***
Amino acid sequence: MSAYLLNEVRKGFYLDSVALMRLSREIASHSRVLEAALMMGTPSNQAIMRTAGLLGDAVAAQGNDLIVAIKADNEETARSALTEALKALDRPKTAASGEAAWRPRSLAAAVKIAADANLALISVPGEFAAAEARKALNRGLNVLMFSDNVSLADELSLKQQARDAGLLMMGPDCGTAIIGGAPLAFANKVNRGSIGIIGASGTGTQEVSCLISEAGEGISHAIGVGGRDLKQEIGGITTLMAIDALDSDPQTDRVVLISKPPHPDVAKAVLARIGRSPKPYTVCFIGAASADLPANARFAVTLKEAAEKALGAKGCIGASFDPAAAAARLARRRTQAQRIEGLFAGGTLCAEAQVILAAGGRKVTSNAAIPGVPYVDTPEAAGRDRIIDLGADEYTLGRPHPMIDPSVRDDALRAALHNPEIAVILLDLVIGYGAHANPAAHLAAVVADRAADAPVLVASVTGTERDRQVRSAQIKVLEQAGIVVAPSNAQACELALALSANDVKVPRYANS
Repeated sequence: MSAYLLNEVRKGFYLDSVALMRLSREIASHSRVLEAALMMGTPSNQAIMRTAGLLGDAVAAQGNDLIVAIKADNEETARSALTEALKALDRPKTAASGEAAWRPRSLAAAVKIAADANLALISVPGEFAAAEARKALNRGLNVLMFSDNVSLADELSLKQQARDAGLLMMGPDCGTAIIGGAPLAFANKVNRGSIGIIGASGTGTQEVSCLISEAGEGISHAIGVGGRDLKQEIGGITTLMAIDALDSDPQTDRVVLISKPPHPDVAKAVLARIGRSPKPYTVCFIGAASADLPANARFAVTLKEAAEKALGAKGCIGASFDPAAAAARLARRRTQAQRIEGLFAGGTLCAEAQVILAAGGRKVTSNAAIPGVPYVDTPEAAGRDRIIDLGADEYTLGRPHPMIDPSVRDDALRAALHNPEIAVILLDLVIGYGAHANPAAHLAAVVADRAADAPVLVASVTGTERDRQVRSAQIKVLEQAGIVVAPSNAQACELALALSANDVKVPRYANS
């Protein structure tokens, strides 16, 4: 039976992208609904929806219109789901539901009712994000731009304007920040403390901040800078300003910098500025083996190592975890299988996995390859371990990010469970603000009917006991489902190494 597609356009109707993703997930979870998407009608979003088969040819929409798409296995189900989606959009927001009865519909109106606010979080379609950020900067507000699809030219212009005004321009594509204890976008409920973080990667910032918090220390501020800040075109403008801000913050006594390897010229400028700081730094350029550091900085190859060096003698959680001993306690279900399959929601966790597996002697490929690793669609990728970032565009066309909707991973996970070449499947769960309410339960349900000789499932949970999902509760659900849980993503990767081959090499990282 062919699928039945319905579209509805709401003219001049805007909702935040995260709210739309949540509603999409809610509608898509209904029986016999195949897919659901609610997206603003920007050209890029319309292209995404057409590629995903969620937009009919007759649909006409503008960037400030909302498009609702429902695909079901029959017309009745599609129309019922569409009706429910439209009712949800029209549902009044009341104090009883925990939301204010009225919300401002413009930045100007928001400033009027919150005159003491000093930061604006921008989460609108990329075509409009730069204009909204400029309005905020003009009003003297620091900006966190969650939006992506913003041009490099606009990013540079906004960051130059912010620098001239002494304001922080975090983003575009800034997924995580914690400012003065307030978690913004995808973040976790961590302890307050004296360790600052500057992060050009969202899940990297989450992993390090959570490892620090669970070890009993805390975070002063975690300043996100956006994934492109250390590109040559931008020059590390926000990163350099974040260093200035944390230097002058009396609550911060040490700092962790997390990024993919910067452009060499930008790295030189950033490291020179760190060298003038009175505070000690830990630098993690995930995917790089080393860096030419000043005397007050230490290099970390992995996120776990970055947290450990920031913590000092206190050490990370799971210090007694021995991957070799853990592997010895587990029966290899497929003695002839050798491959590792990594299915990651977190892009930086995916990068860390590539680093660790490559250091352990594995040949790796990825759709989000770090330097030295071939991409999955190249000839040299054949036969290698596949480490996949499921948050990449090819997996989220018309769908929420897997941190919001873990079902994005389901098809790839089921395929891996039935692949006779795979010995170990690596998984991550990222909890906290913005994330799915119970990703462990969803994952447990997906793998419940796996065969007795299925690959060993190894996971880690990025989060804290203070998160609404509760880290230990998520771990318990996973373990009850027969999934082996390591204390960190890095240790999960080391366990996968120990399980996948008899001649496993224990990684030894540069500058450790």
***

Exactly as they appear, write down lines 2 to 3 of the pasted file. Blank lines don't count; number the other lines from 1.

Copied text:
Repeated sequence: MSAYLLNEVRKGFYLDSVALMRLSREIASHSRVLEAALMMGTPSNQAIMRTAGLLGDAVAAQGNDLIVAIKADNEETARSALTEALKALDRPKTAASGEAAWRPRSLAAAVKIAADANLALISVPGEFAAAEARKALNRGLNVLMFSDNVSLADELSLKQQARDAGLLMMGPDCGTAIIGGAPLAFANKVNRGSIGIIGASGTGTQEVSCLISEAGEGISHAIGVGGRDLKQEIGGITTLMAIDALDSDPQTDRVVLISKPPHPDVAKAVLARIGRSPKPYTVCFIGAASADLPANARFAVTLKEAAEKALGAKGCIGASFDPAAAAARLARRRTQAQRIEGLFAGGTLCAEAQVILAAGGRKVTSNAAIPGVPYVDTPEAAGRDRIIDLGADEYTLGRPHPMIDPSVRDDALRAALHNPEIAVILLDLVIGYGAHANPAAHLAAVVADRAADAPVLVASVTGTERDRQVRSAQIKVLEQAGIVVAPSNAQACELALALSANDVKVPRYANS
């Protein structure tokens, strides 16, 4: 039976992208609904929806219109789901539901009712994000731009304007920040403390901040800078300003910098500025083996190592975890299988996995390859371990990010469970603000009917006991489902190494 597609356009109707993703997930979870998407009608979003088969040819929409798409296995189900989606959009927001009865519909109106606010979080379609950020900067507000699809030219212009005004321009594509204890976008409920973080990667910032918090220390501020800040075109403008801000913050006594390897010229400028700081730094350029550091900085190859060096003698959680001993306690279900399959929601966790597996002697490929690793669609990728970032565009066309909707991973996970070449499947769960309410339960349900000789499932949970999902509760659900849980993503990767081959090499990282 062919699928039945319905579209509805709401003219001049805007909702935040995260709210739309949540509603999409809610509608898509209904029986016999195949897919659901609610997206603003920007050209890029319309292209995404057409590629995903969620937009009919007759649909006409503008960037400030909302498009609702429902695909079901029959017309009745599609129309019922569409009706429910439209009712949800029209549902009044009341104090009883925990939301204010009225919300401002413009930045100007928001400033009027919150005159003491000093930061604006921008989460609108990329075509409009730069204009909204400029309005905020003009009003003297620091900006966190969650939006992506913003041009490099606009990013540079906004960051130059912010620098001239002494304001922080975090983003575009800034997924995580914690400012003065307030978690913004995808973040976790961590302890307050004296360790600052500057992060050009969202899940990297989450992993390090959570490892620090669970070890009993805390975070002063975690300043996100956006994934492109250390590109040559931008020059590390926000990163350099974040260093200035944390230097002058009396609550911060040490700092962790997390990024993919910067452009060499930008790295030189950033490291020179760190060298003038009175505070000690830990630098993690995930995917790089080393860096030419000043005397007050230490290099970390992995996120776990970055947290450990920031913590000092206190050490990370799971210090007694021995991957070799853990592997010895587990029966290899497929003695002839050798491959590792990594299915990651977190892009930086995916990068860390590539680093660790490559250091352990594995040949790796990825759709989000770090330097030295071939991409999955190249000839040299054949036969290698596949480490996949499921948050990449090819997996989220018309769908929420897997941190919001873990079902994005389901098809790839089921395929891996039935692949006779795979010995170990690596998984991550990222909890906290913005994330799915119970990703462990969803994952447990997906793998419940796996065969007795299925690959060993190894996971880690990025989060804290203070998160609404509760880290230990998520771990318990996973373990009850027969999934082996390591204390960190890095240790999960080391366990996968120990399980996948008899001649496993224990990684030894540069500058450790």